This day there were a few good climbs, but none that I needed to walk on. As it goes, I’ll take Texas hills over Oregon, Idaho, Utah, and New Mexico every day of the week. We divided up the miles into three roughly equal lengths between Mineola and Winnfield and there was a little convenience store called The Grub Sack at Scottsville.
I was riding along with the trees all around (East Texas is prettier than West Texas, just saying), and passed a cemetery. I’ve passed hundreds of them, to be sure – but about a mile up the road I could see a funeral cortege coming toward me. I pulled safely over, took off my helmet, and as the hearse had tiny flags on the front, put my hand over my heart. Several pickup trucks, seeing me pull over, followed suit, and we all stood honoring the deceased. When all the cars had passed and people got back into their trucks, I was putting on my helmet and the gentleman who had stopped in front of me was running toward me in his cowboy boots and hat. He wanted to shake my hand and thank me for showing the example and reminding him that he wasn’t in a hurry – that it was the most respectful thing he’d ever seen a cyclist do, and he appreciated it. He wished me a safe ride and we were all on our way.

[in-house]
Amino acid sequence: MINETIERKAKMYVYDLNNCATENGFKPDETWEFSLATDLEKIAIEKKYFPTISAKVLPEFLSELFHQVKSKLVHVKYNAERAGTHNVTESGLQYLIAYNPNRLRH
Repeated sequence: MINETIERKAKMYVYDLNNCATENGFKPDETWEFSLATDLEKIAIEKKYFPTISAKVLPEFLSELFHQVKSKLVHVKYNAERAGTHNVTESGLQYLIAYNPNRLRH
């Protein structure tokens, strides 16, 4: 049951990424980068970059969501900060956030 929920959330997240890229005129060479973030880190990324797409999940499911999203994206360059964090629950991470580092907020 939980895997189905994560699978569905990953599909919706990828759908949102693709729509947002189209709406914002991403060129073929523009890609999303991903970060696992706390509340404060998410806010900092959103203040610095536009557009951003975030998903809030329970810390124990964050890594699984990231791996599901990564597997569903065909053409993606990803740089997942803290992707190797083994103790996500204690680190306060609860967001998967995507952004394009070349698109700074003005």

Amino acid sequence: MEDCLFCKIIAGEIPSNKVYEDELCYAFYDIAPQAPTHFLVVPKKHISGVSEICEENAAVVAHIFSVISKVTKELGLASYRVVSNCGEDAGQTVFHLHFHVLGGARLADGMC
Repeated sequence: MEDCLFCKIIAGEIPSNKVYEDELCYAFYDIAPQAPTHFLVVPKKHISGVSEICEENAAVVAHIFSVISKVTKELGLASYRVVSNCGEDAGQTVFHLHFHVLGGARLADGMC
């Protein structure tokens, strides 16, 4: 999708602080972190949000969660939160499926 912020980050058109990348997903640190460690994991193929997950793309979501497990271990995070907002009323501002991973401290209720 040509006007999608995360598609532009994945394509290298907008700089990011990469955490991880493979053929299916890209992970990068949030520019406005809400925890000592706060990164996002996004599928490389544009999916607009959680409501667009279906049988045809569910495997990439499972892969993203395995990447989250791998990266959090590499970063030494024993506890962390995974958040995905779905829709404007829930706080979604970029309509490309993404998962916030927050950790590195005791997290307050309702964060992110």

Guys, it took an extra 5 minutes, if that. The deceased didn’t care. I have no idea if anyone in the cortege cared or noticed. But I know, and even if I had been the only person who stopped, that is who matters. What I’m doing doesn’t matter nearly as much as who I am, and I stop to show respect. I help people if I see that need – on the bicycle or in life. There is nothing so important that I’m doing for myself that comes before doing the right thing.